Lightning killed a 6-year-old kid and his father as they walked down their driveway in Valley Mills, Texas.
According to a GoFundMe page put up by family members, the event occurred on May 15 after Grayson Boggs, his brother Elijah Boggs, and their father Matthew Boggs had stepped off a bus.
“When lightning came out of the sky without warning, and entered Matthew’s body and traveled to Grayson,” the GoFundMe page states, “they were holding hands.”
Eleven-year-old Elijah said on May 17 that he and his friend “just joked” before they collapsed to the ground. He was speaking to local television channel KWTX.
I felt a great deal of fear. When I flipped Grayson over, he seemed to be smiling weakly. “I rolled my dad over and saw blood coming out of the middle of his head and his face was already purple, and at first I thought they were joking,” Elijah recalled.
The obituary states that 34-year-old Matthew died instantaneously, and the GoFundMe page states that his kid was sent to the Children’s Hospital in Temple, Texas.
Angela Boggs, Matthew’s mother, told KWTX on May 17 that her son and Grayson had a touching farewell conversation.
As Grayson puts it, “He just finished telling Grayson—he said, ‘I love you, buddy.’ The thunder rolled and the lightning flashed,” Angela said.
Grayson’s frontal lobe and optic nerve were both injured. After approximately a month, he finally gave in to his wounds.
At 5:05 this morning, Grayson went to be with the Lord and his father. As a family, we ask that you pray for them. Sweet child, I hope you soar. #graysonstrong,” Stephanie Burris, a family member, said in an update submitted to the GoFundMe page on June 16.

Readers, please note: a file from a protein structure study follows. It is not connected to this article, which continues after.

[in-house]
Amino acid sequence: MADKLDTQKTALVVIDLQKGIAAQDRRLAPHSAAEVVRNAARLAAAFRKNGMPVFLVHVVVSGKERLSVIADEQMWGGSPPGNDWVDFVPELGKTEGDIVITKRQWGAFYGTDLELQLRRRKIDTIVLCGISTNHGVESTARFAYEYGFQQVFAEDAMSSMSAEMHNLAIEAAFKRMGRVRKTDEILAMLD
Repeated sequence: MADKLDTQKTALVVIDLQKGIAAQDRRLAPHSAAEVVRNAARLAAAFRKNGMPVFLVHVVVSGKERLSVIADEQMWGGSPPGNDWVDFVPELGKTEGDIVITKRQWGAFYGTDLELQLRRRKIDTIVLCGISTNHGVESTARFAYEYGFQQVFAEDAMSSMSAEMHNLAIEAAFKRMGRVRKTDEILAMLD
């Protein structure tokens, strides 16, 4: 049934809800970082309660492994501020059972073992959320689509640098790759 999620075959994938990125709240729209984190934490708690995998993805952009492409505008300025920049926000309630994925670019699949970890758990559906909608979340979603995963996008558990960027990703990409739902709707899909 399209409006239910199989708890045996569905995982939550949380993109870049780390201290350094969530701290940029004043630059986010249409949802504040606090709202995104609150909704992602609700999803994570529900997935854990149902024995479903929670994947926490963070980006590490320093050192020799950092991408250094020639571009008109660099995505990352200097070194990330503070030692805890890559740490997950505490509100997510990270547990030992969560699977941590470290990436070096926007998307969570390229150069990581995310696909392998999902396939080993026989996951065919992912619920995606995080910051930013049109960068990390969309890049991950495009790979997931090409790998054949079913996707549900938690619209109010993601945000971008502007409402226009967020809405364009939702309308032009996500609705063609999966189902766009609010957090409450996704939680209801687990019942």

Insider’s request for comment submitted to Burris after business hours went unanswered.
The Grayson Boggs GoFundMe page is still up as of June 19. Fundraising is at 93.35% of the $100,000 target.
According to the CDC, lightning strikes kill an average of 28 persons annually in the United States. Deaths caused by lightning strikes are most common in Florida, Texas, Colorado, North Carolina, and Alabama.
The National Weather Service warns that there is no nowhere to go outside during a thunderstorm that is completely safe. The group advises that as soon as people hear thunder, they should take refuge in a sturdy structure or a metal car with a hard top.
In addition, it stresses the need of staying away from towering things, such as trees, towers, and utility poles, during a thunderstorm.
The National Weather Service suggests breaking up into smaller groups if you must remain outdoors in a big one. Although this raises the odds of someone being hit, it often reduces the number of people hurt.